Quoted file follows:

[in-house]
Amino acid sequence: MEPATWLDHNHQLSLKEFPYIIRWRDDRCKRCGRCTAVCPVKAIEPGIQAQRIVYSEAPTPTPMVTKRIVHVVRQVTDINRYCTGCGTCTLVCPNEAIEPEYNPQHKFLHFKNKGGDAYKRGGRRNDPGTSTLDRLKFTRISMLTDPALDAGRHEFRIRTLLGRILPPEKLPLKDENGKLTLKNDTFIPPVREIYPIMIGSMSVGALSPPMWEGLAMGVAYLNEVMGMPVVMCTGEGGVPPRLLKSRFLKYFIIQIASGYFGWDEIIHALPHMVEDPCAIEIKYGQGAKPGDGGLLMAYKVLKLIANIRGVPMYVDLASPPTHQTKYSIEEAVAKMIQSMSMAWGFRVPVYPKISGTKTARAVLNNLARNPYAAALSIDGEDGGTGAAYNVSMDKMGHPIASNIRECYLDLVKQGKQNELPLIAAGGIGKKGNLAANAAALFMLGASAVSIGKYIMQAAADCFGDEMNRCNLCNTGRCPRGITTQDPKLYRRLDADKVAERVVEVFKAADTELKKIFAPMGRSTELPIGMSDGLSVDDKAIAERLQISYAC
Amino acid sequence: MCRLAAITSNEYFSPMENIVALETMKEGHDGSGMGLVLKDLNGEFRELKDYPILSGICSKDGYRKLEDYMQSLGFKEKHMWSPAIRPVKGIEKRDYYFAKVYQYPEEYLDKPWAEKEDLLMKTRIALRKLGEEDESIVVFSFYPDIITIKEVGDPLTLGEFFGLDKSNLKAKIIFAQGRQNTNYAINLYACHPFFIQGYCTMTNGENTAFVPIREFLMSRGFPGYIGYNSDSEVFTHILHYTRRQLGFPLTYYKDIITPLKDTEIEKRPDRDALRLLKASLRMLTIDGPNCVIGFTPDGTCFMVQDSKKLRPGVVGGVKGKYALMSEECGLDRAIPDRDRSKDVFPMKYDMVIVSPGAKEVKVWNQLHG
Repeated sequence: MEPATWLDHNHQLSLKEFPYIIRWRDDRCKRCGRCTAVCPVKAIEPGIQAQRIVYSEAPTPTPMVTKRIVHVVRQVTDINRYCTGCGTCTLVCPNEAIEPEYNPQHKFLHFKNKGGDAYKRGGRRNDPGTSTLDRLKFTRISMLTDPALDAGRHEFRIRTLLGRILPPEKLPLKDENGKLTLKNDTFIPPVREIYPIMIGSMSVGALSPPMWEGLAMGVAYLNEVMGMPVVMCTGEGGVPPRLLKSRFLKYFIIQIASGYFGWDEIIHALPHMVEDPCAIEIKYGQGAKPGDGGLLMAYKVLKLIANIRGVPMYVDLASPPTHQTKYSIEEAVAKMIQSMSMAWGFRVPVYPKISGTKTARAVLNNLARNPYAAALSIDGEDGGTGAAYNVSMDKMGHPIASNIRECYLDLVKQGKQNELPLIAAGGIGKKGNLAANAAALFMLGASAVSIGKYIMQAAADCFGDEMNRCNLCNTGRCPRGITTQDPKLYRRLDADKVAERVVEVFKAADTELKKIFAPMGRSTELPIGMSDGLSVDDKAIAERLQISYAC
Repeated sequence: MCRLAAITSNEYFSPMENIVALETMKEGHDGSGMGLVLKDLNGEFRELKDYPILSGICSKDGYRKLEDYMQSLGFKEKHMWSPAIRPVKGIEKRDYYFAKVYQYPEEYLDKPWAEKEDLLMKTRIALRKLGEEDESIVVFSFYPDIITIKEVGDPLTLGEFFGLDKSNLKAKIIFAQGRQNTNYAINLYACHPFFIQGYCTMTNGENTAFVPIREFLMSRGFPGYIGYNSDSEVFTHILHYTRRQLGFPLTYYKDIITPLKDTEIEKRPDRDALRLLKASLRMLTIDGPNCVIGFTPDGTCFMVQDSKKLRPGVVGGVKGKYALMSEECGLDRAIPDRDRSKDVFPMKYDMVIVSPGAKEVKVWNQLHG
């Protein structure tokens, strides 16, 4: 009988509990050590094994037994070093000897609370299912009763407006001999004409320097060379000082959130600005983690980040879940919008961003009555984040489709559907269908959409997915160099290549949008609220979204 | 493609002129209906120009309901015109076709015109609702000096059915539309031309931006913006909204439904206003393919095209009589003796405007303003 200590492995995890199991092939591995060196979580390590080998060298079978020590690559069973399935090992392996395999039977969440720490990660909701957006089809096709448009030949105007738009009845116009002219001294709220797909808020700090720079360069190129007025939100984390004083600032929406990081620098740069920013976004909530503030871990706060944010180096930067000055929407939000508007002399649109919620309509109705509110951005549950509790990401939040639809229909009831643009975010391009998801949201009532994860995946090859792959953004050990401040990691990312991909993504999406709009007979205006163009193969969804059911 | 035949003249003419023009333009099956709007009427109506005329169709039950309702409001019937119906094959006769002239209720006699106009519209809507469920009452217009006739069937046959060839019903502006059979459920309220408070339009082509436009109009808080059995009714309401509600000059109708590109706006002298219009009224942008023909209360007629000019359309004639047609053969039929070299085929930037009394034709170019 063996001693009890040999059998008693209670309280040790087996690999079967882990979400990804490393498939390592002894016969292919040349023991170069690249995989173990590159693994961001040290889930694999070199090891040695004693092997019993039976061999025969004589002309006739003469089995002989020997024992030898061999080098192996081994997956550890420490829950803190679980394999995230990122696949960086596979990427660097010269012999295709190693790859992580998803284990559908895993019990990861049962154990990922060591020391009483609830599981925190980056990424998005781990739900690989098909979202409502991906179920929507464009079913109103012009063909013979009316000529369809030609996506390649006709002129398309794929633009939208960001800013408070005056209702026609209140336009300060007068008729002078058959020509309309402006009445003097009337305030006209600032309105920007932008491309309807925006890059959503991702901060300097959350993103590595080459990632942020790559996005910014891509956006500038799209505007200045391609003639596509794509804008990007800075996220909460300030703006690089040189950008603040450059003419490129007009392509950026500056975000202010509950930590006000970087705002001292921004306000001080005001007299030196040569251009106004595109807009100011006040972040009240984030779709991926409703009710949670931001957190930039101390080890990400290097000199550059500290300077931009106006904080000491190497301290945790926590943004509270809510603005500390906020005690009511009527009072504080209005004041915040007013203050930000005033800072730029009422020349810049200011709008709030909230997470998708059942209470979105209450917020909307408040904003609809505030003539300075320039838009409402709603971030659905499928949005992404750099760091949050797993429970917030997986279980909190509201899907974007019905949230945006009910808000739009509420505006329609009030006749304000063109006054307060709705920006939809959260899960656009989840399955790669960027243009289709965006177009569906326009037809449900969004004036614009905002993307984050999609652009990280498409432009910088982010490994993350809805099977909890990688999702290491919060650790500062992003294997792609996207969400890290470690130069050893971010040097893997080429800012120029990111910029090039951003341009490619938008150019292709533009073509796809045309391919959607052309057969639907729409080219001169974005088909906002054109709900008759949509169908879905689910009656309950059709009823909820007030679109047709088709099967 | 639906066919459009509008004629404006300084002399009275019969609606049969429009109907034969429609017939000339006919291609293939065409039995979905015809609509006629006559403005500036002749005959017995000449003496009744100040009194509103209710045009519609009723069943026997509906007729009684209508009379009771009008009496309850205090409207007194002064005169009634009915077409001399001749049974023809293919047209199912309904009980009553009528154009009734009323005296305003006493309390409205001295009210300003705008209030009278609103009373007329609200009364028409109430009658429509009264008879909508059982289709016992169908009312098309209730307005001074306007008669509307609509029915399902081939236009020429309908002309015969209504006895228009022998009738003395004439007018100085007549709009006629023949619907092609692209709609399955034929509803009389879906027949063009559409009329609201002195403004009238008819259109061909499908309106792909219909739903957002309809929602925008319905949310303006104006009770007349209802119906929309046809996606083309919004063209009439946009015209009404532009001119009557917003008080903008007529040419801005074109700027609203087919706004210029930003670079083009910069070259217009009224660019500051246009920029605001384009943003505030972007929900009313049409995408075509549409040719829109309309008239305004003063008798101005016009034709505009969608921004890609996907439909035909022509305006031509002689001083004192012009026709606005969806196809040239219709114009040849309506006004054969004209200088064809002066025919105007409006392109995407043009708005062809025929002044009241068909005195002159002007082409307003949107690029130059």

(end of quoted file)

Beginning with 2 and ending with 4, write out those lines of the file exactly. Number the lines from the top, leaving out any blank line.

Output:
Amino acid sequence: MEPATWLDHNHQLSLKEFPYIIRWRDDRCKRCGRCTAVCPVKAIEPGIQAQRIVYSEAPTPTPMVTKRIVHVVRQVTDINRYCTGCGTCTLVCPNEAIEPEYNPQHKFLHFKNKGGDAYKRGGRRNDPGTSTLDRLKFTRISMLTDPALDAGRHEFRIRTLLGRILPPEKLPLKDENGKLTLKNDTFIPPVREIYPIMIGSMSVGALSPPMWEGLAMGVAYLNEVMGMPVVMCTGEGGVPPRLLKSRFLKYFIIQIASGYFGWDEIIHALPHMVEDPCAIEIKYGQGAKPGDGGLLMAYKVLKLIANIRGVPMYVDLASPPTHQTKYSIEEAVAKMIQSMSMAWGFRVPVYPKISGTKTARAVLNNLARNPYAAALSIDGEDGGTGAAYNVSMDKMGHPIASNIRECYLDLVKQGKQNELPLIAAGGIGKKGNLAANAAALFMLGASAVSIGKYIMQAAADCFGDEMNRCNLCNTGRCPRGITTQDPKLYRRLDADKVAERVVEVFKAADTELKKIFAPMGRSTELPIGMSDGLSVDDKAIAERLQISYAC
Amino acid sequence: MCRLAAITSNEYFSPMENIVALETMKEGHDGSGMGLVLKDLNGEFRELKDYPILSGICSKDGYRKLEDYMQSLGFKEKHMWSPAIRPVKGIEKRDYYFAKVYQYPEEYLDKPWAEKEDLLMKTRIALRKLGEEDESIVVFSFYPDIITIKEVGDPLTLGEFFGLDKSNLKAKIIFAQGRQNTNYAINLYACHPFFIQGYCTMTNGENTAFVPIREFLMSRGFPGYIGYNSDSEVFTHILHYTRRQLGFPLTYYKDIITPLKDTEIEKRPDRDALRLLKASLRMLTIDGPNCVIGFTPDGTCFMVQDSKKLRPGVVGGVKGKYALMSEECGLDRAIPDRDRSKDVFPMKYDMVIVSPGAKEVKVWNQLHG
Repeated sequence: MEPATWLDHNHQLSLKEFPYIIRWRDDRCKRCGRCTAVCPVKAIEPGIQAQRIVYSEAPTPTPMVTKRIVHVVRQVTDINRYCTGCGTCTLVCPNEAIEPEYNPQHKFLHFKNKGGDAYKRGGRRNDPGTSTLDRLKFTRISMLTDPALDAGRHEFRIRTLLGRILPPEKLPLKDENGKLTLKNDTFIPPVREIYPIMIGSMSVGALSPPMWEGLAMGVAYLNEVMGMPVVMCTGEGGVPPRLLKSRFLKYFIIQIASGYFGWDEIIHALPHMVEDPCAIEIKYGQGAKPGDGGLLMAYKVLKLIANIRGVPMYVDLASPPTHQTKYSIEEAVAKMIQSMSMAWGFRVPVYPKISGTKTARAVLNNLARNPYAAALSIDGEDGGTGAAYNVSMDKMGHPIASNIRECYLDLVKQGKQNELPLIAAGGIGKKGNLAANAAALFMLGASAVSIGKYIMQAAADCFGDEMNRCNLCNTGRCPRGITTQDPKLYRRLDADKVAERVVEVFKAADTELKKIFAPMGRSTELPIGMSDGLSVDDKAIAERLQISYAC